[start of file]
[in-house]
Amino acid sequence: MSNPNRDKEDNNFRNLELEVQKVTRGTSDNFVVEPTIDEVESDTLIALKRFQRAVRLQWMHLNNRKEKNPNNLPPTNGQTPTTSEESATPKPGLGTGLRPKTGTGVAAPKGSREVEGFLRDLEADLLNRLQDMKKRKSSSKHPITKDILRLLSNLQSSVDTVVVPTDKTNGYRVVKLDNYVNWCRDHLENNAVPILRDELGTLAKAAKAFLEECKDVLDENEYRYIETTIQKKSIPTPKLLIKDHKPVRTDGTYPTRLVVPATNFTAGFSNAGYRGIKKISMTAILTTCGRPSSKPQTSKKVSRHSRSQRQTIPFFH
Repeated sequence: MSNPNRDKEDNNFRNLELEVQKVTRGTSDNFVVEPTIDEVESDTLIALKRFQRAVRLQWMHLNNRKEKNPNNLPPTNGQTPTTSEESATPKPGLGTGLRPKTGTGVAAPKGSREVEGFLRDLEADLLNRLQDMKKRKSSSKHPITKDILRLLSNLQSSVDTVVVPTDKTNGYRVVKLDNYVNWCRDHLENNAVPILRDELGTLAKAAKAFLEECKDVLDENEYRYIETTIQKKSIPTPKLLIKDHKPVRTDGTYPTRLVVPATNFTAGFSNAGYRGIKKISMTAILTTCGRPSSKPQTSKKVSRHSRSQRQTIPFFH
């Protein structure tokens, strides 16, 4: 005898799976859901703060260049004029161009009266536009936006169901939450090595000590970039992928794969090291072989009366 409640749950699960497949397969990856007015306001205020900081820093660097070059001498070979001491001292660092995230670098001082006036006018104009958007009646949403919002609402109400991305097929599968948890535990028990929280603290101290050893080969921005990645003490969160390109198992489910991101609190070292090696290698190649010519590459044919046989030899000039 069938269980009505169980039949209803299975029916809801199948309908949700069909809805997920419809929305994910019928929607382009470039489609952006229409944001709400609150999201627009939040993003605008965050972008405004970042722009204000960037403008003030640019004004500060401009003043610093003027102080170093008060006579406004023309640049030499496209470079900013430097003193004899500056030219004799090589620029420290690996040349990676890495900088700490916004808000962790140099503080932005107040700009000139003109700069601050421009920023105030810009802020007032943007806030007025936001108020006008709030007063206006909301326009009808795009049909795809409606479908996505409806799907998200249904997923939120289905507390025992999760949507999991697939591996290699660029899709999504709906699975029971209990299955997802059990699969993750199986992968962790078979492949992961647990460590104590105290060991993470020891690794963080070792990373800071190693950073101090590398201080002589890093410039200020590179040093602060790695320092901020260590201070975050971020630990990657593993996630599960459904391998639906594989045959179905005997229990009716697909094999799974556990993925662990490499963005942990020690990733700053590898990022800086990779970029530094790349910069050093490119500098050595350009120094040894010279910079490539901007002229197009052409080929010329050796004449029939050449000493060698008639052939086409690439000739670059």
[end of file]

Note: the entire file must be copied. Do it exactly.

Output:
[in-house]
Amino acid sequence: MSNPNRDKEDNNFRNLELEVQKVTRGTSDNFVVEPTIDEVESDTLIALKRFQRAVRLQWMHLNNRKEKNPNNLPPTNGQTPTTSEESATPKPGLGTGLRPKTGTGVAAPKGSREVEGFLRDLEADLLNRLQDMKKRKSSSKHPITKDILRLLSNLQSSVDTVVVPTDKTNGYRVVKLDNYVNWCRDHLENNAVPILRDELGTLAKAAKAFLEECKDVLDENEYRYIETTIQKKSIPTPKLLIKDHKPVRTDGTYPTRLVVPATNFTAGFSNAGYRGIKKISMTAILTTCGRPSSKPQTSKKVSRHSRSQRQTIPFFH
Repeated sequence: MSNPNRDKEDNNFRNLELEVQKVTRGTSDNFVVEPTIDEVESDTLIALKRFQRAVRLQWMHLNNRKEKNPNNLPPTNGQTPTTSEESATPKPGLGTGLRPKTGTGVAAPKGSREVEGFLRDLEADLLNRLQDMKKRKSSSKHPITKDILRLLSNLQSSVDTVVVPTDKTNGYRVVKLDNYVNWCRDHLENNAVPILRDELGTLAKAAKAFLEECKDVLDENEYRYIETTIQKKSIPTPKLLIKDHKPVRTDGTYPTRLVVPATNFTAGFSNAGYRGIKKISMTAILTTCGRPSSKPQTSKKVSRHSRSQRQTIPFFH
């Protein structure tokens, strides 16, 4: 005898799976859901703060260049004029161009009266536009936006169901939450090595000590970039992928794969090291072989009366 409640749950699960497949397969990856007015306001205020900081820093660097070059001498070979001491001292660092995230670098001082006036006018104009958007009646949403919002609402109400991305097929599968948890535990028990929280603290101290050893080969921005990645003490969160390109198992489910991101609190070292090696290698190649010519590459044919046989030899000039 069938269980009505169980039949209803299975029916809801199948309908949700069909809805997920419809929305994910019928929607382009470039489609952006229409944001709400609150999201627009939040993003605008965050972008405004970042722009204000960037403008003030640019004004500060401009003043610093003027102080170093008060006579406004023309640049030499496209470079900013430097003193004899500056030219004799090589620029420290690996040349990676890495900088700490916004808000962790140099503080932005107040700009000139003109700069601050421009920023105030810009802020007032943007806030007025936001108020006008709030007063206006909301326009009808795009049909795809409606479908996505409806799907998200249904997923939120289905507390025992999760949507999991697939591996290699660029899709999504709906699975029971209990299955997802059990699969993750199986992968962790078979492949992961647990460590104590105290060991993470020891690794963080070792990373800071190693950073101090590398201080002589890093410039200020590179040093602060790695320092901020260590201070975050971020630990990657593993996630599960459904391998639906594989045959179905005997229990009716697909094999799974556990993925662990490499963005942990020690990733700053590898990022800086990779970029530094790349910069050093490119500098050595350009120094040894010279910079490539901007002229197009052409080929010329050796004449029939050449000493060698008639052939086409690439000739670059």